What It Takes to Self-Publish:
Part II: Distributors
Distributors are publisher driven. They create
demand by generating orders from stores, usually through a catalog and
sales reps who go out on three 3- to 4-month tours of independent bookstores
each year. Between selling cycles, most stores will continue to order
their stock from distributors they've worked with. Today, more distributors
than ever before are willing to take on single-title publishers. Some
will want an exclusive contract with you, whereas others will not. Your
best bet is to work with one or more distributors that specialize in titles
similar to yours, because these suppliers already have a relationship
with stores that feature this genre.
What does a distributor do? Typically, a distributor who
takes on dozens of self-publishers as clients, does so based on the sales
potential of their books. Basic services include warehousing, cataloging,
sales representation to independent and chain bookstores (and sometimes
libraries), shipping, billing, collections, and marketing. Most operate
on a consignment basis and will send you a check each month, reflecting
sales that took place 90 to 120 days earlier. Most also send sales catalogs
of their books (with new titles frontlisted) to the trade. Distributor
catalogs are usually published in January (with an acquisition deadline
of October) and June (with an acquisition deadline of March).
What does a distributor look for in a new book? For a
distributor to sell your title to the US book market, it must have: (1)
an ISBN (International Standard Book Number) on the copyright page, (2)
a bar code (for inventory control) printed on the lower right side of
the back cover, (3) a subject (cookbook, self-help, parenting, men's studies,
women's spirituality) or two or three printed on the upper left corner
of the back cover, (4) a CIP (cataloging-in-publication) datablock on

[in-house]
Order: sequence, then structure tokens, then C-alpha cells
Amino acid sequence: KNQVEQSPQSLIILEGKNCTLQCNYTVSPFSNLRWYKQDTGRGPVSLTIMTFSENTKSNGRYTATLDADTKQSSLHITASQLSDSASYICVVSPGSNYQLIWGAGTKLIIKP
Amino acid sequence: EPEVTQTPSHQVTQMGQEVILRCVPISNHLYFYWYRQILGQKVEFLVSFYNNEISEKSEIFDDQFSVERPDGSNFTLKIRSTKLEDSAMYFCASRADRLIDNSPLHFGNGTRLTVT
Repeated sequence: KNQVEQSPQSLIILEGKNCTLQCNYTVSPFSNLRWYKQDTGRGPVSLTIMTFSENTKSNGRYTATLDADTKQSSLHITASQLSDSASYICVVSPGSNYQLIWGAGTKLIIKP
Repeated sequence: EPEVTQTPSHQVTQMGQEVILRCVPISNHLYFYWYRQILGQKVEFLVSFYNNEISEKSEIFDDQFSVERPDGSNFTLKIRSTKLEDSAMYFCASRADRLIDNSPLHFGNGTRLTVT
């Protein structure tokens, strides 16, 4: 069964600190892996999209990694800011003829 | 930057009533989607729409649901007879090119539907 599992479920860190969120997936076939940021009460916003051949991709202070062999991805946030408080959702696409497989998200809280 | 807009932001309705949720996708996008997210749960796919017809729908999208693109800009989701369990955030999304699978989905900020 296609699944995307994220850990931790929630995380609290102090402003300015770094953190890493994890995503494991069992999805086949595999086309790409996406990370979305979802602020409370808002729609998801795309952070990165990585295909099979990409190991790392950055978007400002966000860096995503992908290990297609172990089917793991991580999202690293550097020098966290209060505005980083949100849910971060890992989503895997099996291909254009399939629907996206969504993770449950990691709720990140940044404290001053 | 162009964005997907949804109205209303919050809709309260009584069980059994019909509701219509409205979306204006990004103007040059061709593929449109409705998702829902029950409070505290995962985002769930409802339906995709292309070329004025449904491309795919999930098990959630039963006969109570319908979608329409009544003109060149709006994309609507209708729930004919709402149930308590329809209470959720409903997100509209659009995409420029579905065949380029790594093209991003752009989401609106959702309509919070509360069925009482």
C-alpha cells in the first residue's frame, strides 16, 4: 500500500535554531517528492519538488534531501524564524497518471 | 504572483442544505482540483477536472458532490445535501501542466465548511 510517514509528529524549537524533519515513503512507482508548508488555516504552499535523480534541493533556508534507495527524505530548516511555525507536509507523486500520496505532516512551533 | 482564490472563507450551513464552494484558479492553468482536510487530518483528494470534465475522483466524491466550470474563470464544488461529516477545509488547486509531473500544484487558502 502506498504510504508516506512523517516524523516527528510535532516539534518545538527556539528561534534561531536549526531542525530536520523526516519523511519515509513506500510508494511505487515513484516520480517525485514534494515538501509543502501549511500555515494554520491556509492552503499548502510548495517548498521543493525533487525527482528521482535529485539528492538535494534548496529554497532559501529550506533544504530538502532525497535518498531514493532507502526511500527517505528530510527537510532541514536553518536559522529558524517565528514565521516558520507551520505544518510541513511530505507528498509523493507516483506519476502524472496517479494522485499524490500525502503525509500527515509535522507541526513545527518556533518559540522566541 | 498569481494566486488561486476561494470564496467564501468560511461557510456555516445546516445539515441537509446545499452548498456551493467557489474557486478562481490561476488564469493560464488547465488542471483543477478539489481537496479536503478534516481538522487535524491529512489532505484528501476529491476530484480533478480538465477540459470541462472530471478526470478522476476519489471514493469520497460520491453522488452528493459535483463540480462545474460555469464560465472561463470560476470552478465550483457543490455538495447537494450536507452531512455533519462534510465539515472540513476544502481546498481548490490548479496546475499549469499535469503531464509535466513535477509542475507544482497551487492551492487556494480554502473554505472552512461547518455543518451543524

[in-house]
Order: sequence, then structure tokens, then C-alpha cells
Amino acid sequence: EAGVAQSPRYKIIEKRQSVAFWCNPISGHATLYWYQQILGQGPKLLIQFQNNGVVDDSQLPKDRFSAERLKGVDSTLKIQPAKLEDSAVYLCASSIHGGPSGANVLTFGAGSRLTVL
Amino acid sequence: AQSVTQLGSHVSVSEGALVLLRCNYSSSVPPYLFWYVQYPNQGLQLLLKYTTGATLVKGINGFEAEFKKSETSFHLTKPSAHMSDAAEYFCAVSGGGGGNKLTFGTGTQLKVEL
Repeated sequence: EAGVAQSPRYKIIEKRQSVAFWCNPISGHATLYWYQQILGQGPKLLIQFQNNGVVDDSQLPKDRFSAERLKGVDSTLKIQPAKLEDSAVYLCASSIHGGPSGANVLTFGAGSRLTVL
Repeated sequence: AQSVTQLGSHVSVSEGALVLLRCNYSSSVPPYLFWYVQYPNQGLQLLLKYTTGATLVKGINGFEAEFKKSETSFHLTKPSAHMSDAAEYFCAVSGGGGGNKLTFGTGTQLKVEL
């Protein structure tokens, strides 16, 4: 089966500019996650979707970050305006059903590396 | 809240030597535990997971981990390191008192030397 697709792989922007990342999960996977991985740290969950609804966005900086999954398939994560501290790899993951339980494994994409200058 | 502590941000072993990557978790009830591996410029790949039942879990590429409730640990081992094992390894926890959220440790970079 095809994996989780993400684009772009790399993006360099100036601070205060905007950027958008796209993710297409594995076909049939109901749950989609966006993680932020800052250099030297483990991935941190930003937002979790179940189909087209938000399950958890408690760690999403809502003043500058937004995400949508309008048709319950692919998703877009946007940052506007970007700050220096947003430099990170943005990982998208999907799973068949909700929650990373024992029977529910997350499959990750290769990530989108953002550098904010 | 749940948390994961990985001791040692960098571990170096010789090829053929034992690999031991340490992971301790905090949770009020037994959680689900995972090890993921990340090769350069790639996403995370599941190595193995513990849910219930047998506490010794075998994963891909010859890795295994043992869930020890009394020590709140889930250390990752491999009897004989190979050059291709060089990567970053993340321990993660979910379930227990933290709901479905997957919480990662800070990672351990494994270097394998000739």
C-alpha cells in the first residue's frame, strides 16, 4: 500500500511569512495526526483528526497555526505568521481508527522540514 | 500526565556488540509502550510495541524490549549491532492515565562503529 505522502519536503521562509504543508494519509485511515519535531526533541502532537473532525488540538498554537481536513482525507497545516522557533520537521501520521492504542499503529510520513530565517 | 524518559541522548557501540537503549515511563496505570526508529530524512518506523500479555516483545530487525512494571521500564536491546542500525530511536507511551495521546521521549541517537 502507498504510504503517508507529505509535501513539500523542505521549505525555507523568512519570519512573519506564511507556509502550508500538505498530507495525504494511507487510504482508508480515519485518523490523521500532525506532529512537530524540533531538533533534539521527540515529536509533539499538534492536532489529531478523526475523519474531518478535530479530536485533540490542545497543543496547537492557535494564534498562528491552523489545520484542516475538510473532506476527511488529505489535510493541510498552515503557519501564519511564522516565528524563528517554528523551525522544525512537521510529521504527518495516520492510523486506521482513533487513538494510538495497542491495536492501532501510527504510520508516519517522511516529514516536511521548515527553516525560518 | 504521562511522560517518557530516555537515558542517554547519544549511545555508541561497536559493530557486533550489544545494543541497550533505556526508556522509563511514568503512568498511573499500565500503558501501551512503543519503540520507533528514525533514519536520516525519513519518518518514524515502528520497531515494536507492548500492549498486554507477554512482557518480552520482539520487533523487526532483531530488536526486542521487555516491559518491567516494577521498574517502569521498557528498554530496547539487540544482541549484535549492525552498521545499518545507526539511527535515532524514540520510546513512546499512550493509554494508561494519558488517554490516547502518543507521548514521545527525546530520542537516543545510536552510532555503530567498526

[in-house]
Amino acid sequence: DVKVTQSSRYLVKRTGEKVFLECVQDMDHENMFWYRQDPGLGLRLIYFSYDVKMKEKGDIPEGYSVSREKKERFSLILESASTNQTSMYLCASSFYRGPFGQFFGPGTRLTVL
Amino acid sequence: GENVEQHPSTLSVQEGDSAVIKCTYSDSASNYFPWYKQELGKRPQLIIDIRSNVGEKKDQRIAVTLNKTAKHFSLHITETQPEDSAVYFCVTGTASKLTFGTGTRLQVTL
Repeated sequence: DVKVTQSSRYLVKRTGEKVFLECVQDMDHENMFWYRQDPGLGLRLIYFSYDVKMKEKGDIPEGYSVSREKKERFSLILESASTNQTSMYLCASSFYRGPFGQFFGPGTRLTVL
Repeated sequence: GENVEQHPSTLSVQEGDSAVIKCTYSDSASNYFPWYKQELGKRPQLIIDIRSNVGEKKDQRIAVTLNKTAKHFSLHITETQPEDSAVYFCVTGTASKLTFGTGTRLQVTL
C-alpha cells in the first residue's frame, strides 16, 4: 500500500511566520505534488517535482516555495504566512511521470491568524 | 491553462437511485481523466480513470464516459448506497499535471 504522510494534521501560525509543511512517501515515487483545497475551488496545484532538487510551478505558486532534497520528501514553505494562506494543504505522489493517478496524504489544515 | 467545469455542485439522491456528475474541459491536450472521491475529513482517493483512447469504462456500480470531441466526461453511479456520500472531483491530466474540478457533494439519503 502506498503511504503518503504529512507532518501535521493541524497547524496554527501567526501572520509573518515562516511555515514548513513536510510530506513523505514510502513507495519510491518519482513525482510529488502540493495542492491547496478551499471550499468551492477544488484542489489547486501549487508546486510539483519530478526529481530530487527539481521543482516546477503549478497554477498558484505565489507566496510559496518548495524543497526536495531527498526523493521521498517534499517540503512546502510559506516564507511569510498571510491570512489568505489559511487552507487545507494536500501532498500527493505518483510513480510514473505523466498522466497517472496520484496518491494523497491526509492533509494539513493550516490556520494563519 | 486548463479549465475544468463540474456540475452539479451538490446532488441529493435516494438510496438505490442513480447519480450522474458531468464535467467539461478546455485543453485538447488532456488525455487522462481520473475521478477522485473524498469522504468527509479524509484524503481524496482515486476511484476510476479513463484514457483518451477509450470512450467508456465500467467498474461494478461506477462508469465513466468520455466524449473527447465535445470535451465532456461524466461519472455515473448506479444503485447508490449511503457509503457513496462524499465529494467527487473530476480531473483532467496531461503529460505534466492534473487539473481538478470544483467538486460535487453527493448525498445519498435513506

the copyright page, and (5) a sophisticated, sales-oriented cover design.
How to approach distributors? Call those that seem experienced
in your genre. Describe your title. If they seem interested, ask if they
would prefer to see page proofs (galleys) or a bound book, and request
submission forms or a copy of their guidelines for submitting a product.
If they are not interested, ask them to recommend a distributor with a
more compatible line. Most will be glad to give you a recommendation.
What to send an interested distributor? Along with the
page proofs (galleys) or review copy, send a cover letter describing your
target audience, your unique qualifications as author of the book, why
you think it will be successful in bookstore (and library) markets, and
sales records of any previous books you have written. A news release is
also helpful, though not necessary. All your material should go out well
ahead of your pub date.
Please request a current listing of distributors
by emailing us at email@example.com.
Let us know how we can help you. Contact us at
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Self Publish? | Part III: Wholesalers
WHAT IT TAKES TO SELF PUBLISH: Editing
& Production | Distributors
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